Disclaimer: this website reflects the state of play on 15/03/2013 and updating is ongoing. More recent information is available under https://ec.europa.eu/environment/forests/timber_regulation.htm

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Who is affected?

The Regulation divides those who deal in timber and timber products into two categories: operators and traders. Operators – those who first place timber products on the EU market – carry the bulk of the responsibility, while traders – those who buy or sell timber or timber products already on the market – are required only to keep track of who they buy from and sell to.

Check your responsibilities:


You are the first to place timber or timber products on the EU market.

Your responsibility

You are required to exercise ‘due diligence’ when placing wood on the EU market. It is down to you to minimise the chances of the wood coming from, or being made of wood which comes from, illegally harvested sources. This means that you must implement a risk management system called a due diligence system, based on:

Information: The operator must have access to information describing the timber and timber products, country (and, where applicable, sub-national region and concession) of harvest, species, quantity, details of the supplier and information on compliance with national legislation.

Risk assessment: The operator should assess the risk of illegal timber in their supply chain, based on the information identified above and taking into account risk criteria set out in the EUTR.

Risk mitigation: If the assessment shows the risk of illegal timber in the supply chain is not negligible, that risk can be mitigated by taking additional measures, for example requiring additional information and verification from the supplier.

For more on due diligence see ‘How is it applied?’


You buy or sell – for commercial purposes – timber or timber products already placed on the EU market.

Your responsibility

You are required to keep information about your suppliers and customers so that the wood you handle can be traced as easily as possible.

You should retain this information for a period of five years.  

This information is only needed for the period up to the last point of sale between businesses. No information is needed on sales to end consumers.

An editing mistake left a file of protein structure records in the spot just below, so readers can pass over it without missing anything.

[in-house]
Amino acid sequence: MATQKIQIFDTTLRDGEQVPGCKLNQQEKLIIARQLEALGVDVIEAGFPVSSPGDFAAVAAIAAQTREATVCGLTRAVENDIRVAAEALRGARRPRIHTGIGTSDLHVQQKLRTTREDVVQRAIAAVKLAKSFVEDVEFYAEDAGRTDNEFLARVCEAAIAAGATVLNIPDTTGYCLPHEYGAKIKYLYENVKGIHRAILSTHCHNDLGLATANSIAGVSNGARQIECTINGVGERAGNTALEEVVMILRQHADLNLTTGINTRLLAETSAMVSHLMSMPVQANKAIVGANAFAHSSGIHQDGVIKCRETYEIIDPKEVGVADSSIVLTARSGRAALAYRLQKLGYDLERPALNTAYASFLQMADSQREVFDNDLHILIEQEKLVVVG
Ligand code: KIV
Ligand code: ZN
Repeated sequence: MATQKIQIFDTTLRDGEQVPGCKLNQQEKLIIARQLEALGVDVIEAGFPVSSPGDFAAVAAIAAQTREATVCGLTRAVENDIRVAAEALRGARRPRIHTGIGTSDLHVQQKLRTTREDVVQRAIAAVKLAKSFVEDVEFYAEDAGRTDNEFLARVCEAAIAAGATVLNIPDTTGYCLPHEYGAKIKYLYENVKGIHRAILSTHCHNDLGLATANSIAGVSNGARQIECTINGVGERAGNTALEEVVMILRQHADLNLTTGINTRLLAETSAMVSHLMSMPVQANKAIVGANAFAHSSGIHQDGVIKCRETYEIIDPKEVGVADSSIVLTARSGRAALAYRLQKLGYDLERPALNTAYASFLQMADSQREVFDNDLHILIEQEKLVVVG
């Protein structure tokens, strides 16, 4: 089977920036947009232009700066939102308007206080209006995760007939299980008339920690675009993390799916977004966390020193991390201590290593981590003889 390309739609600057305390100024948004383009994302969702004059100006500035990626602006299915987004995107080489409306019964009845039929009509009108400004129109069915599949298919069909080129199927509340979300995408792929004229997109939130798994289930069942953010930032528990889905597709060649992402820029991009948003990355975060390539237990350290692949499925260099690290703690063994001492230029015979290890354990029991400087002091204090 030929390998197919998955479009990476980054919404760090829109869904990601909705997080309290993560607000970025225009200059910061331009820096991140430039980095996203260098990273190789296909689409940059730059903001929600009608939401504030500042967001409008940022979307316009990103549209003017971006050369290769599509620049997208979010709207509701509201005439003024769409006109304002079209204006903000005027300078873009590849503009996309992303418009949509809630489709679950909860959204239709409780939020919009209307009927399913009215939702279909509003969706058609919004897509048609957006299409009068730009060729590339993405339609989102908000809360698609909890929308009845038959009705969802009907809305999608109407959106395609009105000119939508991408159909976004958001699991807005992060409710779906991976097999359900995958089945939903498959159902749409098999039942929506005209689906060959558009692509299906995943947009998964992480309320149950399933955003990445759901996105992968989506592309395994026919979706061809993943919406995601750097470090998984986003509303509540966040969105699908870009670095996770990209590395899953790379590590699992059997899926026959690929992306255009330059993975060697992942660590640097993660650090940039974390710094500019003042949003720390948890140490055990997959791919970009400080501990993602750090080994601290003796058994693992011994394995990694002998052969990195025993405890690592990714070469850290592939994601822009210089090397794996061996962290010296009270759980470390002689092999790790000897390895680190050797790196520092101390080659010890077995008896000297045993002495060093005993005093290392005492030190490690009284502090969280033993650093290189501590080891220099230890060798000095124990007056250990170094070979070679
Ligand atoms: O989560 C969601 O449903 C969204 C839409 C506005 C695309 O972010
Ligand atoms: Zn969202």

How can operators exercise due diligence?

Operators can develop their own due diligence systems – a set of measures and procedures that effectively minimise risk – or use one developed by a monitoring organisation. Monitoring organisations near you.

For more on due diligence see ‘How is it applied?’ or consult the detailed Guidance Documentpdf(100 KB) .

Still not sure if you are an operator or a trader?

Here are some scenarios to guide you:

Scenario 1

Manufacturer C buys paper in a third country outside the EU and imports it into the EU (any country), where he/she uses the paper to make exercise books. He/she then sells the exercise books to retailer D in any EU Member State. Exercise books are a product covered by the Annex to the EU Timber Regulation:

  • Manufacturer C becomes an operator when he/she imports the paper for use in his/her own business.

Scenario 2

Company X harvests timber from its own land within the EU and then transports and processes it in its own sawmill and sells sawn softwood to company Y:

  • Company X becomes an operator when it harvests its own timber for distribution through its own business.

Scenario 3

An EU based manufacturer C imports coated craft paper directly from a third country producer and uses it to pack products that are subsequently sold on the EU market:

  • Manufacturer C becomes an operator when he/she imports the craft paper into the EU for use in business. (Take note that in this case it is of no regard that the craft paper is only used as packaging as it is imported as a product in its own right)

More scenarios are available in the Guidance Documentpdf(100 KB)